LAS VEGAS–A debate between stock market bulls and bears revealed buying opportunities in gold, emerging markets and a low-profile water company.
The price of gold has been surging so far this year and none of the four panelists at the annual FreedomFest conference expected any short-term change in that trend. Meanwhile, market drops in places such as Latin America show the risk of investing in equities.
One of the panel’s two bears, Peter Schiff, president and CEO of Euro Pacific Capital, of Greenwich, Connecticut, is an advocate of buying gold. He mentioned that the Dow Jones Industrial Average is barely more than 1 percent above the level it traded at two years ago.
“Gold stocks are on fire,” said Schiff, who said his gold fund is up 130% so far this year and 50% in the second quarter.
The high for the gold market occurred about 16 years ago, said Schiff, who predicted a further ascent in the price of gold while forecasting that the stock market would go down or sideways.
“The Fed is not finished printing money,” Schiff said “It is just getting started.”
For years, commodities were going down but they are poised to rise, Schiff said. One reason is that the Fed is about to launch its easiest policy ever.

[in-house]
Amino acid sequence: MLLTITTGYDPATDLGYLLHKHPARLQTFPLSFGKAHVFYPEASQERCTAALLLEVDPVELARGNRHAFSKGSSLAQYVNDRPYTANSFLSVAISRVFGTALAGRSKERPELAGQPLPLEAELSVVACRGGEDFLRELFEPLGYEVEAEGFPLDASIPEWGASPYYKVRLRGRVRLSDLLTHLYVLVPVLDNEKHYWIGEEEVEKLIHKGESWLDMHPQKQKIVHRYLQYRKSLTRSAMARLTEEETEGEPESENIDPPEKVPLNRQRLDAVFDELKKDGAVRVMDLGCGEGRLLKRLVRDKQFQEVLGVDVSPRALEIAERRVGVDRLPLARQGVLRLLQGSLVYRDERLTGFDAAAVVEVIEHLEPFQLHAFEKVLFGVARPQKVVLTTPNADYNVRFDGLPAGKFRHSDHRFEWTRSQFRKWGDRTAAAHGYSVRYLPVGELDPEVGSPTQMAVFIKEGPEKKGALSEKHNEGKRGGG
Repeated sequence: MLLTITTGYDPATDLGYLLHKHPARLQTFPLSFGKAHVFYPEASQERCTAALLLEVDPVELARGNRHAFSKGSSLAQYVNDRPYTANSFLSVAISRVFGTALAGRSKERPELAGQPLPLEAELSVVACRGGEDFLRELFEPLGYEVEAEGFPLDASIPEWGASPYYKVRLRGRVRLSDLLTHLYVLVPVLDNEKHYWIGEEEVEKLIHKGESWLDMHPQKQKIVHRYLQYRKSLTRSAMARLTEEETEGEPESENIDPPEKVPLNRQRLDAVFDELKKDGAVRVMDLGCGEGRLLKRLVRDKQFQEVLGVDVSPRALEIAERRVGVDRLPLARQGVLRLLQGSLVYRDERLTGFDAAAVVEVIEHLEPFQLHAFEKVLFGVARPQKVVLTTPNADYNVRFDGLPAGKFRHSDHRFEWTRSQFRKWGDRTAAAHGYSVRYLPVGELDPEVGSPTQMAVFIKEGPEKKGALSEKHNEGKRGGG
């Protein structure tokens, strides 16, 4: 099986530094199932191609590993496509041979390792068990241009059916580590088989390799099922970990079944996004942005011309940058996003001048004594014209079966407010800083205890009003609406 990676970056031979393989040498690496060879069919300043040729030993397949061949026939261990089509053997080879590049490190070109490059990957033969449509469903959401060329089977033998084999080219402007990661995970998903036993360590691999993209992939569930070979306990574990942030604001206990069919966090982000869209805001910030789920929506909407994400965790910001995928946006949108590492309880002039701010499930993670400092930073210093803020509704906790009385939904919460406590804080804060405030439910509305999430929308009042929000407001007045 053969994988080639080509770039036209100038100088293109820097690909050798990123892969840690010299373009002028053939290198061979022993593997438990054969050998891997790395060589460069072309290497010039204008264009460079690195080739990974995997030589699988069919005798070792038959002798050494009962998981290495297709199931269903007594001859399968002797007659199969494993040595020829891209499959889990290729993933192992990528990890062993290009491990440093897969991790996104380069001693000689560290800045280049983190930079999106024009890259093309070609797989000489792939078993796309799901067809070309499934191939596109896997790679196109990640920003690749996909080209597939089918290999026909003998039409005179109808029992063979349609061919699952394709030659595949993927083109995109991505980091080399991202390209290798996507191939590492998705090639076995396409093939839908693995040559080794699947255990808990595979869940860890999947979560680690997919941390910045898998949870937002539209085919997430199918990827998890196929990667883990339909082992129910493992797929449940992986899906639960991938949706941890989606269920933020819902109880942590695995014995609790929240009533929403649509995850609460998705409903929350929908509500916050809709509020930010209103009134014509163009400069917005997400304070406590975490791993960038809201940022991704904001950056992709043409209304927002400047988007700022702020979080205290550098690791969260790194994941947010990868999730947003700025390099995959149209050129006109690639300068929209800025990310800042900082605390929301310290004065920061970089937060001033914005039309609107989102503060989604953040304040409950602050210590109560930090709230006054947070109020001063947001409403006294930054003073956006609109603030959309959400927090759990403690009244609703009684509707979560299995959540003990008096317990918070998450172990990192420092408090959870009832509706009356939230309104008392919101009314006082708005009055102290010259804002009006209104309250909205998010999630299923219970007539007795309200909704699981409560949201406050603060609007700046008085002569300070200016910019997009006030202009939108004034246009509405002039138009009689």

The U.S. debt is high and the bubble is big, Schiff said.
The other bear on the panel, held Thursday, July 14, was Burt Dohmen, founder of Dohmen Capital Research, of Los Angeles, and publisher of the Wellington Letter. He cited the sustained fall in the Latin American market as an example of the hazards of investing in equities. For example, the Fidelity Latin America Fund has slid 6.82% in the past year and an average of 12.08% during the past five years.
“Latin American economies are in deep trouble as their stock markets go deep into bear markets,” Dohmen said.
But the same fund jumped 25.35% during the first half of 2016 to reveal the volatility that investors must be prepared to face in such markets.
“We are in unprecedented times,” Dohmen said. “If there was ever a time for you to be seriously involved in your investments, this is it.”